At the second presentation of the Lettre Ulysses Award, the only world prize for reportage, Ryszard Kapuscinski described the essence of reportage as the struggle for justice and a better lot for those who are suffering. Of the seven reportages nominated by an international jury, four reported on Africa’s catastrophes. Just how much courage is needed for such research was shown in the text by American journalist Howard W. French (which unfortunately didn’t receive a prize). He told readers not only about the circumstances in the refugee camps for the Hutu who fled from Rwanda to the Congo from the Tutsi’s counter genocide response – he also focussed on the difficulties of reporting itself.
Neue Zürcher Zeitung, 4 October, Zurich
In China, the book is forbidden, on Saturday in Berlin, it was awarded the first prize at the Lettre Ulysses Award, endowed with € 50 000: the world prize for reportage literature. The jury described ”A Survey of Chinese Peasants“ as an ”explosive book“ that shows how China’s industrialization is being carried out at the cost of the impoverished 900 million peasants.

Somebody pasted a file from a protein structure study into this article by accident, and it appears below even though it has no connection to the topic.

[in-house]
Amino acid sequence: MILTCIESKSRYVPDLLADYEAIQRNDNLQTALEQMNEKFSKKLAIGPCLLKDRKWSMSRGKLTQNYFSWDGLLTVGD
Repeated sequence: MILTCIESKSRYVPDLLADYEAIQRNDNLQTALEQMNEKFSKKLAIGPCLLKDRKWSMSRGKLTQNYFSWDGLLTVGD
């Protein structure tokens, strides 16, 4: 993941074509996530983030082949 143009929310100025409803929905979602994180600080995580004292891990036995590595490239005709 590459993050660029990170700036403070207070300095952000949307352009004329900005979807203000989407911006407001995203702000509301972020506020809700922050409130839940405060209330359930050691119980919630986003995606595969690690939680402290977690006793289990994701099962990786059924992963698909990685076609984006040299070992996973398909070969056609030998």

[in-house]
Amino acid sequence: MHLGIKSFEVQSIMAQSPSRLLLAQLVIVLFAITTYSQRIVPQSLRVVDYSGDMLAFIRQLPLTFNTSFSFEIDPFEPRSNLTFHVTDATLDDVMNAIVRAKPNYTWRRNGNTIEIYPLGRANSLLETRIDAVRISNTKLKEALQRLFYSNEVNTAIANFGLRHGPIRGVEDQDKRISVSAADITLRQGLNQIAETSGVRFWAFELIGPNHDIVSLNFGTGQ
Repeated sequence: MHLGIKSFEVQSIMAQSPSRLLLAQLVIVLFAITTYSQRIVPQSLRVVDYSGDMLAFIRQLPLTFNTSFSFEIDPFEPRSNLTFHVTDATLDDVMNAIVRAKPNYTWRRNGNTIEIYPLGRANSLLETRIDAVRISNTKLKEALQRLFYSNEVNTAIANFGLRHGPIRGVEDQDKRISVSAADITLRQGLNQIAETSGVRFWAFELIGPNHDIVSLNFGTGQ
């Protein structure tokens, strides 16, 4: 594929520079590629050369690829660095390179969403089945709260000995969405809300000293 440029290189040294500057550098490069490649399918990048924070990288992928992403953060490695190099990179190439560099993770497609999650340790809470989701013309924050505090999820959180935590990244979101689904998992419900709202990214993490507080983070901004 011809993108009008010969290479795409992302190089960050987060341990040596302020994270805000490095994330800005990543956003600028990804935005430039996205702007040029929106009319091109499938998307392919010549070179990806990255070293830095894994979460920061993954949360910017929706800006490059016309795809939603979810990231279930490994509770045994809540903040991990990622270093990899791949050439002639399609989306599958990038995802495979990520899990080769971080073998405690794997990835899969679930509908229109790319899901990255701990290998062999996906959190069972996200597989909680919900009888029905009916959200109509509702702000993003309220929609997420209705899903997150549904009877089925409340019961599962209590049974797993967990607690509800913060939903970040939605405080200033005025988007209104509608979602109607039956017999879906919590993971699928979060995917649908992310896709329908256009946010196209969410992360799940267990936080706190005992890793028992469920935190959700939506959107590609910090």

Süddeutsche Zeitung, 4 October, Munich
Literary reportage has a whole host of friends, and all wanted to be present on Saturday evening when the cultural magazine Lettre presented the Ulysses Award for the Art of Reportage, a prize for “literary non-fiction” endowed with € 50,000. The Tunisian author Abdelwahab Meddeb swept away fears of a tiresome ”keynote speech“ about the art of sophisticated reporting, by himself presenting a piece of free reportage, managed without a single full stop. In fact, the environment wasn’t opulent enough for all of the prize-worthy heroes of literary reportage, who still bring us news after the mainstream media’s “embedded journalists“ have packed their things and left long ago.